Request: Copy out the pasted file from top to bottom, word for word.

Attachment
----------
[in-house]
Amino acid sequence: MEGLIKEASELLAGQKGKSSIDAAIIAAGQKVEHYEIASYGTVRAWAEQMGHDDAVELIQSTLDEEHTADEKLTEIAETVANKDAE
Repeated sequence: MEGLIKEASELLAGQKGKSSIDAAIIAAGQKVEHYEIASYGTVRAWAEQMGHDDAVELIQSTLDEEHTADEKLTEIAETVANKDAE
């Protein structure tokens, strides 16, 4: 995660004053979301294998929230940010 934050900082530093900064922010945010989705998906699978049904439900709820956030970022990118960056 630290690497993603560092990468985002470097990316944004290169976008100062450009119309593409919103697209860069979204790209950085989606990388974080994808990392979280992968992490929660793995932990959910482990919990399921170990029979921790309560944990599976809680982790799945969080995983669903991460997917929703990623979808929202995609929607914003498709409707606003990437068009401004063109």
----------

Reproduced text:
[in-house]
Amino acid sequence: MEGLIKEASELLAGQKGKSSIDAAIIAAGQKVEHYEIASYGTVRAWAEQMGHDDAVELIQSTLDEEHTADEKLTEIAETVANKDAE
Repeated sequence: MEGLIKEASELLAGQKGKSSIDAAIIAAGQKVEHYEIASYGTVRAWAEQMGHDDAVELIQSTLDEEHTADEKLTEIAETVANKDAE
């Protein structure tokens, strides 16, 4: 995660004053979301294998929230940010 934050900082530093900064922010945010989705998906699978049904439900709820956030970022990118960056 630290690497993603560092990468985002470097990316944004290169976008100062450009119309593409919103697209860069979204790209950085989606990388974080994808990392979280992968992490929660793995932990959910482990919990399921170990029979921790309560944990599976809680982790799945969080995983669903991460997917929703990623979808929202995609929607914003498709409707606003990437068009401004063109």